Do you remember the last time you fell or almost fell for a phishing email? I do.
I received an email on my phone, apparently from an Amazon.com email address, that said, “Unlock your Amazon account.” Although this was unexpected, it was feasible because I had made a purchase on Amazon recently and had changed settings that could have locked the account.
Concerned, I opened the email.
The design matched Amazon’s style, there were no typos, and my phone’s email app interface showed me just the sender’s name rather than their email. I inspected the link the email asked me to click and noticed it was fake.
It was one of the best phishing emails I’ve received recently. It managed to make me feel concerned while reading it. That’s the key.
Phishing is both simple to implement and effective. It’s a relatively low-effort attack that can have a high reward. According to Verizon’s 2020 Data Breach Investigations Report, attackers used phishing in 22% of the investigated breaches. The quality of the attacks varies from the obviously fake to sophisticated spearphishing campaigns that are fully customized.
The most effective phishing emails are typically those that tap into strong emotions that drive action. In Thinking, Fast and Slow, Daniel Kahneman, Nobel Laureate in Economics, proposed that humans have two modes of thought: “System 1,” which is fast, instinctive, emotional, and “System 2,” which is slower, more deliberative, and more logical. Humans feel before we think. We are emotional beings. That’s why phishing attacks that appeal to our emotions (anxiety, fear) are more effective.
Phishing Attack Goals
Phishing attacks tend to have three main goals:
Credential theft typically involves a link that sends the user to a fake look-alike website that requests credentials to login.
If the account is not properly secured with methods like multi-factor authentication (MFA), the credentials obtained could result in an account takeover. The compromised account could then be used to access internal systems, which could cause a data breach that could have compliance-related consequences under data privacy laws such as the GDPR and CCPA.
Business email compromise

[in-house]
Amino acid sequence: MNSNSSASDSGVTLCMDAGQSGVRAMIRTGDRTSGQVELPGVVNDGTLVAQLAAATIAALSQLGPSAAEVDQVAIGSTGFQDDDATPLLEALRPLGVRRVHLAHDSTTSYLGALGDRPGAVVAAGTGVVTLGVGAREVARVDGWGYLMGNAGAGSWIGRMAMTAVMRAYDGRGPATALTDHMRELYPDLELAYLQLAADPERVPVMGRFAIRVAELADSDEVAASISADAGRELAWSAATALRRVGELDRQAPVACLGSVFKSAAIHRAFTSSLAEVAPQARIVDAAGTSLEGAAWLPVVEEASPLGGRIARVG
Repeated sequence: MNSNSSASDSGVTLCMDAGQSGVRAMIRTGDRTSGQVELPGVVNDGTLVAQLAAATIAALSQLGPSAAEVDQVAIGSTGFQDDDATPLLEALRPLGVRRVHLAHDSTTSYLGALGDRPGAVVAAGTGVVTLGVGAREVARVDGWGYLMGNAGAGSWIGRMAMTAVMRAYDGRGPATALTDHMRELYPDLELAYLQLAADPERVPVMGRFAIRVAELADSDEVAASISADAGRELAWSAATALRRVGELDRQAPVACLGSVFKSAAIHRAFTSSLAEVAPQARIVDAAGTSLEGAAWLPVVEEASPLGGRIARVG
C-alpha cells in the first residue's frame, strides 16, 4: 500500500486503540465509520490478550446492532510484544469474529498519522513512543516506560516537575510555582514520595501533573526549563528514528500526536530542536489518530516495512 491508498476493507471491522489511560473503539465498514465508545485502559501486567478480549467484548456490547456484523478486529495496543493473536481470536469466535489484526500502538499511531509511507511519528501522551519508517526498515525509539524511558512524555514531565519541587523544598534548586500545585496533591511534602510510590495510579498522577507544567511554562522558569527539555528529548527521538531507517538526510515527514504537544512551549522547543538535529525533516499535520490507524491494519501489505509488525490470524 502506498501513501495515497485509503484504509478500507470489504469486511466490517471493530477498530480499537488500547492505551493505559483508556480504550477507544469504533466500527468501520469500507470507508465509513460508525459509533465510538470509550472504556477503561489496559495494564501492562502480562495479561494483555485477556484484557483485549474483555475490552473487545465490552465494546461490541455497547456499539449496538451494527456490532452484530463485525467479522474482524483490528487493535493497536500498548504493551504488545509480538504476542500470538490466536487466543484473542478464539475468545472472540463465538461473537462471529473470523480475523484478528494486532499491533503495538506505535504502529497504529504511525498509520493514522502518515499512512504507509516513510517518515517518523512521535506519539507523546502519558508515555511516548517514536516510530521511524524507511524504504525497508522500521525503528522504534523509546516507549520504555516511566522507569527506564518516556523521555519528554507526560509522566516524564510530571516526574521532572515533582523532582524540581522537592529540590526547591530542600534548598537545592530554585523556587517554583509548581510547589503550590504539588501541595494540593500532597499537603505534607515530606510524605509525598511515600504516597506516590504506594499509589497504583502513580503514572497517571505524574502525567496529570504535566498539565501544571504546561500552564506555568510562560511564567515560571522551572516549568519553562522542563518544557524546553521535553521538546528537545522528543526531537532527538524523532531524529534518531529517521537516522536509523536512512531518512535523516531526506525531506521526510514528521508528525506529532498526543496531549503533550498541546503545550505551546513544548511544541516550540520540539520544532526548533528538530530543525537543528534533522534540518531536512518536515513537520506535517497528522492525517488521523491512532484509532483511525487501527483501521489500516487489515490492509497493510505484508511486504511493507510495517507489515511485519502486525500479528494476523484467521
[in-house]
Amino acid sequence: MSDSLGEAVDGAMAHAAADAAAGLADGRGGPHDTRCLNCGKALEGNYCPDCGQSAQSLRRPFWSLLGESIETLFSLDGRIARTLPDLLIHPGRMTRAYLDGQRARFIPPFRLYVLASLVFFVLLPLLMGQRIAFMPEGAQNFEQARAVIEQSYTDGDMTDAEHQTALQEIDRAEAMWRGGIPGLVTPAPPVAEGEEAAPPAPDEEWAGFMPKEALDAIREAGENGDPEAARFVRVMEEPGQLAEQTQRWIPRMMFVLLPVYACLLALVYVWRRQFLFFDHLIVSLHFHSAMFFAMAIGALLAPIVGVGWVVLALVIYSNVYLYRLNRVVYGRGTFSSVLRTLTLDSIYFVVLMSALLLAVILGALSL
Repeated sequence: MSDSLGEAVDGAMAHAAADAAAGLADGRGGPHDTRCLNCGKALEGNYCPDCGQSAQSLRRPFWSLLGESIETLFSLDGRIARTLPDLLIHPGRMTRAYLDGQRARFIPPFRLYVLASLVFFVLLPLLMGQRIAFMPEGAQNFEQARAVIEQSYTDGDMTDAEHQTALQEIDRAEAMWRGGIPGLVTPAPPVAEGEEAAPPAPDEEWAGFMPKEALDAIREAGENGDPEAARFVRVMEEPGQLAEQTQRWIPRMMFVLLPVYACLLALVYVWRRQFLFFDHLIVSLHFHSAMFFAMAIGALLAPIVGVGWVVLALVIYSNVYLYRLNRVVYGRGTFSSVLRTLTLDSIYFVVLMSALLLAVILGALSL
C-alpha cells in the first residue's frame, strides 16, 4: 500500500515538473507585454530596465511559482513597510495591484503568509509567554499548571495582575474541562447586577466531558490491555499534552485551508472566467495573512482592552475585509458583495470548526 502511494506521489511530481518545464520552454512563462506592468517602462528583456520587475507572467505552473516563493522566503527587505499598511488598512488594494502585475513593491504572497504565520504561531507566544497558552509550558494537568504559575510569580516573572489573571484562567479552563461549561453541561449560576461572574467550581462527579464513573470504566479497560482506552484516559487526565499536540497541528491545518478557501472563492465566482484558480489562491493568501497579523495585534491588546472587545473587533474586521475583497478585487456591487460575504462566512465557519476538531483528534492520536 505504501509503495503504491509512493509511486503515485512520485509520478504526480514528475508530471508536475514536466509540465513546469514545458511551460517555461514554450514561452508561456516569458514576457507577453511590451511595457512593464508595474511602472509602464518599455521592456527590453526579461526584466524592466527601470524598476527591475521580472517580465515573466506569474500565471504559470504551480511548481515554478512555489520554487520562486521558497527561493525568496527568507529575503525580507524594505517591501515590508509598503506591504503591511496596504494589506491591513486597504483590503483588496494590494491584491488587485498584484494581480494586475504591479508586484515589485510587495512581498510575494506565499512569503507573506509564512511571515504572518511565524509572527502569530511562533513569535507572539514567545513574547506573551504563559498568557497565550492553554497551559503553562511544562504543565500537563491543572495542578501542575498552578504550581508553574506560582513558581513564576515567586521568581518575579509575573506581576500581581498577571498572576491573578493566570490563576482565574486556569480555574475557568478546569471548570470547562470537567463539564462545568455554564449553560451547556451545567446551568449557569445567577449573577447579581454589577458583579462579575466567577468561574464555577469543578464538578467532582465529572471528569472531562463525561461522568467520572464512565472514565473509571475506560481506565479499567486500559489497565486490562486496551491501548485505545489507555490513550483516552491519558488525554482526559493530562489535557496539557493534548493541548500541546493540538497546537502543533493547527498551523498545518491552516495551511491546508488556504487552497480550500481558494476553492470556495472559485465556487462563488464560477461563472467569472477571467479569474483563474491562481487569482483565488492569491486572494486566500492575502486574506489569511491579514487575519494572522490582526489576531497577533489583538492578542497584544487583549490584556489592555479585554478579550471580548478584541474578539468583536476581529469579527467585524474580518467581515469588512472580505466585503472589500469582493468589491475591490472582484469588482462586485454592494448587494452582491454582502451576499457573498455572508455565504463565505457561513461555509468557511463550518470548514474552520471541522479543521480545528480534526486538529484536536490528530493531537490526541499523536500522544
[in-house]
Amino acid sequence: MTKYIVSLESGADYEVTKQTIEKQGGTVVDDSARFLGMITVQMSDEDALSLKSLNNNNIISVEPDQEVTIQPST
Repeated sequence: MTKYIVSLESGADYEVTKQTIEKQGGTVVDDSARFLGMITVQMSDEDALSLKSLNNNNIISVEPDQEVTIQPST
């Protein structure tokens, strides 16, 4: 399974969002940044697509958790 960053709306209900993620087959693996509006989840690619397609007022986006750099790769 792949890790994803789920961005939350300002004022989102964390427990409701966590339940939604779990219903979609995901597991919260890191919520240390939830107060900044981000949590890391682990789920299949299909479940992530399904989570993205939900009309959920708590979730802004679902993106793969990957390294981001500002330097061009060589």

This kind of attack involves impersonating an executive to trick someone into transferring funds or buying gift cards. This could have a high financial cost to the organization if it succeeds.
Malware delivery usually involves downloading an infected document or app that can cause a high-impact disruption, like what happened with the 2017 WannaCry ransomware attack.
The following measures can help you protect yourself, your employees, and your users from phishing attacks:
Empowering users to detect and report phishing attacks helps protect the organization no matter the type of phishing. It also helps the security team react faster, thanks to their reports. We’re providing a free user awareness guide to help you raise awareness internally, and we’ve released some of our internal phishing training in our YouTube channel voiced by someone you would not expect. 😉
Multi-factor authentication (MFA)
MFA protects your employees from an account takeover in the event of credential theft. Implementing and rolling it out is very easy with Auth0.
Antivirus solutions can protect your employees in the event of malware. There are plenty of options for the enterprise, so choosing one that fits your organization and culture will boost your defenses with minimal disruption.
Verification processes for payments and invoices
Establish an internal verification process that requires multiple people to approve a payment or expense before wiring the money, and define specific methods to do so (e.g., no gift cards).
On top of all of this, it’s key that users have an easy way to report these attacks to your IT or security team, such as a dedicated corporate email address, and that the team can efficiently respond to these reports.
A Constant, Evolving Threat
Phishing is an ever-evolving threat that’s constantly present for most companies across all industries, as well as most end-users. Whether it’s generic bait or a message adapted to the circumstances of the moment, phishing can happen at any time to any company or any user. Rather than being overwhelmed by the challenge, training employees, creating and sharing clear processes, and enabling measures like enforced MFA can be the difference between a bad data breach and creating a resilient organization with the ability to adapt in an evolving threat landscape.
To learn more about how to protect your valuable data from attack, explore Auth0 Resources.
The Auth0 Identity Platform, a product unit within Okta, takes a modern approach to identity and enables organizations to provide secure access to any application, for any user. Auth0 is a highly customizable platform that is as simple as development teams want, and as flexible as they need. Safeguarding billions of login transactions each month, Auth0 delivers convenience, privacy, and security so customers can focus on innovation. For more information, visit https://auth0.com.